My Wash Bag and First Aid Kit

In response to a recent post where I laid out my (excessive) backpacking kit, a number of people, across various social media platforms, expressed an interest in knowing what I might have inside my wash bag and my first aid kit drybag (both of which were considerably weighty against other items in my arsenal).

I’m grateful for all of the suggestions and tips that people have provided. Now, I’m going to reveal why they weigh so much.

The Wash Bag

This was a gift from my mother in 2014. I was preparing to go to my first ever festival and she bought me something that would be useful: a bag with a roll-top closure, complete with a contents of shower gel, shampoo, deodorant and a form of sponge. I can’t find the model anywhere but it’s produced by Muck-Off.

Wash bag (empty) – 95g
Face Wash – 159g
Moisturising cream – 81g
Dry Wash – 91g
Roll-on deodorant – 53g
Toothpaste and brush – 122g
Toilet paper in bag – 16g
Large trek towel – 97g
Hand trek towel – 63g

Total = 777g
(When I measured the bag as full, it weighed in at 791g)

On its own, the bag itself is heavy and vastly oversized (possibly a 6lt capacity). I don’t even know if it’s waterproof. I reckon I could comfortably fit all of this in to a 3lt dry bag (they’re only 40g), if not something smaller still.

I know that not everyone agrees with my option to include deodorant but I did factor in that I might encounter other people, especially along public transport routes. I find it’s also useful for easing the itch of unavoidable insect bites.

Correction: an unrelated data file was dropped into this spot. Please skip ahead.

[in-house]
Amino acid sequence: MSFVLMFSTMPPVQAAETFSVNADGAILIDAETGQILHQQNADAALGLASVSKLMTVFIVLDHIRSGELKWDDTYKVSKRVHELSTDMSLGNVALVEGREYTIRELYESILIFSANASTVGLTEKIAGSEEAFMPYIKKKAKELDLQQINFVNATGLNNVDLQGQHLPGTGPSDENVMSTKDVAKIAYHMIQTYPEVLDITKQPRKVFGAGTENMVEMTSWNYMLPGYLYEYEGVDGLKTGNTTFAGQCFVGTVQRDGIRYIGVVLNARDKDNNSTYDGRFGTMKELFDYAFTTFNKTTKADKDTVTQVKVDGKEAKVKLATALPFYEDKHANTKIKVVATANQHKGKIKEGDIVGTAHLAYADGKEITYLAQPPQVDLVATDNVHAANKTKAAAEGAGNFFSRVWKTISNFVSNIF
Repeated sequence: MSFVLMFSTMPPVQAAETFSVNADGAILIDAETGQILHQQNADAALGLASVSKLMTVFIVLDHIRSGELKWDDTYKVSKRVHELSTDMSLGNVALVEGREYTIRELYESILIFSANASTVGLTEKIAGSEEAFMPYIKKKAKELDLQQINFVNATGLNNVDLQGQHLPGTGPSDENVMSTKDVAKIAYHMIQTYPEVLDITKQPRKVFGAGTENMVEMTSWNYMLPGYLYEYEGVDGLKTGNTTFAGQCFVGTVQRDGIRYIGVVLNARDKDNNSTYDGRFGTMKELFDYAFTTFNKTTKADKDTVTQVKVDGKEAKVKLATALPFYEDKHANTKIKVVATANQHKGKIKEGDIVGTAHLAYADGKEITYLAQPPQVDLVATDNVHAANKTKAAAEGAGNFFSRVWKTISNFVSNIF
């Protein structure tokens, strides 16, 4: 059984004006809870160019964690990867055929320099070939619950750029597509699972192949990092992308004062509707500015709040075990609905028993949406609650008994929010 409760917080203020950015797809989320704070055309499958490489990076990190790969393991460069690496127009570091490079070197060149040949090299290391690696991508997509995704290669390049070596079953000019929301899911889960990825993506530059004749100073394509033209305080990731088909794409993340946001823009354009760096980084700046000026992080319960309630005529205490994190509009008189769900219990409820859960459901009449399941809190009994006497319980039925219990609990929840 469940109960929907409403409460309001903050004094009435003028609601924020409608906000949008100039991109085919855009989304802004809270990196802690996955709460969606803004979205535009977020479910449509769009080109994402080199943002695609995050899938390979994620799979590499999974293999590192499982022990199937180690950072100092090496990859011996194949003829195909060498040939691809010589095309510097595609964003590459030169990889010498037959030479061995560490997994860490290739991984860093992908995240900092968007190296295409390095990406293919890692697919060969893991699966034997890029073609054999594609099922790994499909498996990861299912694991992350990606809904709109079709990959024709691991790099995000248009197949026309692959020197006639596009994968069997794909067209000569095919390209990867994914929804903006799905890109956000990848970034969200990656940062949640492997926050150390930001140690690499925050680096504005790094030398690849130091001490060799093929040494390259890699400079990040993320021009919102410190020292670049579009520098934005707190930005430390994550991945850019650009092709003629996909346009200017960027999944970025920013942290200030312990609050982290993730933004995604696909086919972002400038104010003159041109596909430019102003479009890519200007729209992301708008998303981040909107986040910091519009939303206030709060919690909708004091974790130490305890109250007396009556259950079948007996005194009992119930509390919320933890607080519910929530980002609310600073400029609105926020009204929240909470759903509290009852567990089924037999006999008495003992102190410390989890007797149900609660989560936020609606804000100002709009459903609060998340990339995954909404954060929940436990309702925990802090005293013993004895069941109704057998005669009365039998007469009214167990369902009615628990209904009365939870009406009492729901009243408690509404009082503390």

You could argue that I could make do with just the one towel… I use the larger one for showering while the small one often lives in a more easily accessible location within my rucksack.

One item I would like to add is a means of lubrication for my feet, in the aim of reducing hot-spots and blisters. Specialist creams can be bought but I wonder if a small tub of petroleum jelly may do.

I pack both a dry soap and a facial wash. One is more like a ‘hand sanitiser for your face’ and I mostly use when I’m in a rush or cannot be bothered to trek to the campsite sinks. While it may seem like a luxury, the face wash (159g) is considerably lighter than the All Purpose Soap (239g) that’s marketed towards people heading off on multi-day adventures. Arguably, I could also use one of these in place of washing up detergent.

My First Aid Kit

Like most people (I hope), I have one of those cheap-and-cheerful first aid kits that most outdoor shops will sell you for very little money. I don’t think I’ve ever taken anything from it, bar the occasional plaster to cover an open scrape.

But my actual first aid kit has grown to the point where it demands its own 2lt dry bag!

2lt dry bag (empty) – 30g
Basic first aid kit – 129g
Zinc-oxide tape (x2 rolls) – 185g
Painkillers and paracetamol – 22g
Compeed products – 37g
Anthisan – 12g
Glasses wipes – 1g
The Knife… – 115g

Total = 531g
(Again, weighing the complete bag, I get 540g on the scales)

I have added a couple of tick-removal items to my compact first aid kit and, having not needed to use them so far, I can only hope that the trend continues.

I like to think that much of this list is self-explanatory. Zinc-oxide tape is a great discovery and I’m currently the known hot-spots of my feet prior to a walk and it seems to be combatting the blisters.